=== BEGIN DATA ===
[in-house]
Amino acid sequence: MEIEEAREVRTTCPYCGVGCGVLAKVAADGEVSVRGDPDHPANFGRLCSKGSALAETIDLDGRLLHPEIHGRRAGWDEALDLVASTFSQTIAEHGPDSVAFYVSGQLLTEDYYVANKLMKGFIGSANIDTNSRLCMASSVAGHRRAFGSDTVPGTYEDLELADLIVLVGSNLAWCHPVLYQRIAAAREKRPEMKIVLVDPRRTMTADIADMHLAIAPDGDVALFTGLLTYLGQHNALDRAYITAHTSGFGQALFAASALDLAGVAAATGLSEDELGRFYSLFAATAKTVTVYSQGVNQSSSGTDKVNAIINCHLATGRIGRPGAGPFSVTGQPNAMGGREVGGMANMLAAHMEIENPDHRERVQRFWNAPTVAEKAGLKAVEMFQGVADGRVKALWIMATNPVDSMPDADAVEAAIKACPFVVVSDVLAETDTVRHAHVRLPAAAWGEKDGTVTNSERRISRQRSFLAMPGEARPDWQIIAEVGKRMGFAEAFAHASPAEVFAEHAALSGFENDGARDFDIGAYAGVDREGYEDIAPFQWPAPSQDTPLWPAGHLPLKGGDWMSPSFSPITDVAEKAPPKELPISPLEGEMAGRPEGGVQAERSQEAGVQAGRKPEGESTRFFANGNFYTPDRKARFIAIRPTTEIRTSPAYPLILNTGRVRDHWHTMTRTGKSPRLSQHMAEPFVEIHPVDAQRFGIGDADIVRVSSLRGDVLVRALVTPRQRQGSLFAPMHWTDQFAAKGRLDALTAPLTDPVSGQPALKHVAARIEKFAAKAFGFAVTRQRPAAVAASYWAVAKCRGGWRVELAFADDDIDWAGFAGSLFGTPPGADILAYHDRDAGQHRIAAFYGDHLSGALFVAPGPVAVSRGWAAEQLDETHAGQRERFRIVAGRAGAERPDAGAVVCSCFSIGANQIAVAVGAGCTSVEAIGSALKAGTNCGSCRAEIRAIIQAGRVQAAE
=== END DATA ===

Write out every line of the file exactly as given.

[in-house]
Amino acid sequence: MEIEEAREVRTTCPYCGVGCGVLAKVAADGEVSVRGDPDHPANFGRLCSKGSALAETIDLDGRLLHPEIHGRRAGWDEALDLVASTFSQTIAEHGPDSVAFYVSGQLLTEDYYVANKLMKGFIGSANIDTNSRLCMASSVAGHRRAFGSDTVPGTYEDLELADLIVLVGSNLAWCHPVLYQRIAAAREKRPEMKIVLVDPRRTMTADIADMHLAIAPDGDVALFTGLLTYLGQHNALDRAYITAHTSGFGQALFAASALDLAGVAAATGLSEDELGRFYSLFAATAKTVTVYSQGVNQSSSGTDKVNAIINCHLATGRIGRPGAGPFSVTGQPNAMGGREVGGMANMLAAHMEIENPDHRERVQRFWNAPTVAEKAGLKAVEMFQGVADGRVKALWIMATNPVDSMPDADAVEAAIKACPFVVVSDVLAETDTVRHAHVRLPAAAWGEKDGTVTNSERRISRQRSFLAMPGEARPDWQIIAEVGKRMGFAEAFAHASPAEVFAEHAALSGFENDGARDFDIGAYAGVDREGYEDIAPFQWPAPSQDTPLWPAGHLPLKGGDWMSPSFSPITDVAEKAPPKELPISPLEGEMAGRPEGGVQAERSQEAGVQAGRKPEGESTRFFANGNFYTPDRKARFIAIRPTTEIRTSPAYPLILNTGRVRDHWHTMTRTGKSPRLSQHMAEPFVEIHPVDAQRFGIGDADIVRVSSLRGDVLVRALVTPRQRQGSLFAPMHWTDQFAAKGRLDALTAPLTDPVSGQPALKHVAARIEKFAAKAFGFAVTRQRPAAVAASYWAVAKCRGGWRVELAFADDDIDWAGFAGSLFGTPPGADILAYHDRDAGQHRIAAFYGDHLSGALFVAPGPVAVSRGWAAEQLDETHAGQRERFRIVAGRAGAERPDAGAVVCSCFSIGANQIAVAVGAGCTSVEAIGSALKAGTNCGSCRAEIRAIIQAGRVQAAE